3.2. DH Inhibits Production of IFN-γ and TNF-α in ConA-Induced Hepatitis

IFN-γ and TNF-α play critical roles in acute hepatic injury [14]. To explore the mechanisms of DH protection against liver injury, the effects of DH in IFN-γ and TNF-α production in ConA-induced hepatitis were studied. We measured serum level of IFN-γ and TNF-α by ELISA. The result showed that DH inhibited IFN-γ (Figure 5(a)) and TNF-α (Figure 5(b)) levels in serum in ConA-challenged mice. Thus, these results indicate that DH can suppress the expression of IFN-γ and TNF-α in CIH.

3.3. DH Recruits More MDSCs to Liver against ConA-Induced Hepatitis

MDSCs are a negative regulator of immune cells in maintenance of the immune homeostasis in liver. We explored whether DH affects recruitment and infiltration of MDSCs in liver under inflammatory conditions and found that the percentage of CD11b+ Gr-1+ MDSCs in DH-pretreated mice liver was significantly higher than that in nonpretreated group (Figure 6(a)). It has also been reported that MDSCs inhibit infiltration of macrophages in the liver. This study seems to agree with those findings, as we found that the percentage of CD45+ F4/80+ macrophages in ConA group was much higher than that in DH-pretreated group (Figure 6(b)). These results suggest that DH might recruit more MDSCs to liver and inhibit macrophage infiltration and inflammatory responses to reduce liver injury.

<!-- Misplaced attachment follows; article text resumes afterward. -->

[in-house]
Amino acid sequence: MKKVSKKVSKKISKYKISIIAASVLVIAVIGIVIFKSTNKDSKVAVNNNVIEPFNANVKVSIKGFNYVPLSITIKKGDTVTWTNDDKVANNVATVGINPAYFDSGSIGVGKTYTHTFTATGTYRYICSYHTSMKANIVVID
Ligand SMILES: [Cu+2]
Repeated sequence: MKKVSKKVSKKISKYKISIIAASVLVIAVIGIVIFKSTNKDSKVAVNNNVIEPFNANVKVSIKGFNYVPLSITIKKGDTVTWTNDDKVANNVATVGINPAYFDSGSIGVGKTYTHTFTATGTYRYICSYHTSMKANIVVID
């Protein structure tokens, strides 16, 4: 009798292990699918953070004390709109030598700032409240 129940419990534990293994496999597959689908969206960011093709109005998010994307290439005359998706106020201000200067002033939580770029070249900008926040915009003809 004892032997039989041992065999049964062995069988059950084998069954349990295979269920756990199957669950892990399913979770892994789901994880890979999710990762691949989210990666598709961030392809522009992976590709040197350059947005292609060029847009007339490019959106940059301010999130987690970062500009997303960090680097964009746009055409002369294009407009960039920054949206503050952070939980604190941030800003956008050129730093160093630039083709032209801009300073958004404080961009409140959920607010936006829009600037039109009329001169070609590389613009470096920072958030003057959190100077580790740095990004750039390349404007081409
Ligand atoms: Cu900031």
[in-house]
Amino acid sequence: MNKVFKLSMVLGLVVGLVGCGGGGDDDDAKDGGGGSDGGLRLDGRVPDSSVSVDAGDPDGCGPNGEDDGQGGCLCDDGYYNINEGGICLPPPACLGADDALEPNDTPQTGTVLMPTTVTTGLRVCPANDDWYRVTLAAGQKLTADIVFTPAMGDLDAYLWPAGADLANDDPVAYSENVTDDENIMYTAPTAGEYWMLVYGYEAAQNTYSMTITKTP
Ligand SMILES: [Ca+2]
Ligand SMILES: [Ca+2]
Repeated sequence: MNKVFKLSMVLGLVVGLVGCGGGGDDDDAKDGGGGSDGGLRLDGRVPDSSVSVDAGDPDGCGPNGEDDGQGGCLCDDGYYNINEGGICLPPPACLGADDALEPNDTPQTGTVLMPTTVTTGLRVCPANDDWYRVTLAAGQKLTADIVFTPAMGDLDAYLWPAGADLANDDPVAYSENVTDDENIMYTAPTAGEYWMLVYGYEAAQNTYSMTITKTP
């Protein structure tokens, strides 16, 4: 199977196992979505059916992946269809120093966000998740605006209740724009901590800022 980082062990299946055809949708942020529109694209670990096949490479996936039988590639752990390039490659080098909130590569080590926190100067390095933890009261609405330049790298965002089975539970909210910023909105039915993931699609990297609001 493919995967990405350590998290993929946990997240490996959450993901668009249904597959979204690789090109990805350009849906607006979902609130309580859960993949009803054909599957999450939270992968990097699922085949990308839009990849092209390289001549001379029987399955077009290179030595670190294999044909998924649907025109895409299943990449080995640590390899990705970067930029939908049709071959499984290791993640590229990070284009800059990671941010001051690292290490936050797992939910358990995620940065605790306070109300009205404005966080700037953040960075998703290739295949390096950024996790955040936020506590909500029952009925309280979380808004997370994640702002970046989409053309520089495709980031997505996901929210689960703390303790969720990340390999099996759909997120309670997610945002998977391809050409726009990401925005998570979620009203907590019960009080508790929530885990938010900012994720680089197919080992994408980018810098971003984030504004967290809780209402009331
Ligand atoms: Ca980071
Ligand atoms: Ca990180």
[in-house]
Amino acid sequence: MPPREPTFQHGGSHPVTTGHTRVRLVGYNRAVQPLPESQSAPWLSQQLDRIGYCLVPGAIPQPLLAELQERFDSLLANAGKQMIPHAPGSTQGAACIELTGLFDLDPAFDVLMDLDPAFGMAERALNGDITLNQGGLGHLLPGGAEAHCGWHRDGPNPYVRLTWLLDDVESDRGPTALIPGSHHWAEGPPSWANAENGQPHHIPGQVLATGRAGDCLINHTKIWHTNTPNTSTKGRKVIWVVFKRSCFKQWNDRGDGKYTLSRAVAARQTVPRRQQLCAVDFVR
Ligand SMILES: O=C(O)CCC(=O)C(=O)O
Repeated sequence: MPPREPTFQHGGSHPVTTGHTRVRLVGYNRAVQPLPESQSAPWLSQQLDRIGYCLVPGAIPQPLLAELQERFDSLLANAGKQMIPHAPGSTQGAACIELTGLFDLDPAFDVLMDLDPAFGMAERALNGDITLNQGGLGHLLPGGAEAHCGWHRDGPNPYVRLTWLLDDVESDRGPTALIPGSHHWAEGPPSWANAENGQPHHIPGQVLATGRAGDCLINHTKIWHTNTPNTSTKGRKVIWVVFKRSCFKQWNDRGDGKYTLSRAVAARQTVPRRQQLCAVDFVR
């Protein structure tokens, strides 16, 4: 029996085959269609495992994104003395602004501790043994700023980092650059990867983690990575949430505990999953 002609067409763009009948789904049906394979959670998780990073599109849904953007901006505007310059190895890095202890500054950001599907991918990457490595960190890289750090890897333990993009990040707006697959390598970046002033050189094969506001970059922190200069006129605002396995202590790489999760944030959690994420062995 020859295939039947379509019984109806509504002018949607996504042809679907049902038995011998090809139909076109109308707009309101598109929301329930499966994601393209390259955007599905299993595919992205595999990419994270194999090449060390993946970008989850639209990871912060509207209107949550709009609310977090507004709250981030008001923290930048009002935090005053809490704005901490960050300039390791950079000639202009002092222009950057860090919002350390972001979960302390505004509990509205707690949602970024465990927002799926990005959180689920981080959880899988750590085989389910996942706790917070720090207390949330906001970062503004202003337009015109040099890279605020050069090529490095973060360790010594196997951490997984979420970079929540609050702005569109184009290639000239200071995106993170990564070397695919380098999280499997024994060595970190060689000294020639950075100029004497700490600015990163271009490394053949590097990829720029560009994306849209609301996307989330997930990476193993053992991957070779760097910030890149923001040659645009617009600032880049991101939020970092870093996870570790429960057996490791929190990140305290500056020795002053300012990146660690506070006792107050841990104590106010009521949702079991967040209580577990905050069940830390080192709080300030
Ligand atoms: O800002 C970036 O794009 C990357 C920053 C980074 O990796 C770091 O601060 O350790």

4. Discussion

Traditional Chinese herbal medicines play an important role in various disease therapies. An increasing number of herbs touted as potential therapeutic protection against liver disease have been reported [15, 16]. DH, one of the touted herbs, has been used in treatment of liver diseases for hundreds of years, but its underlying molecular mechanism has been elusive.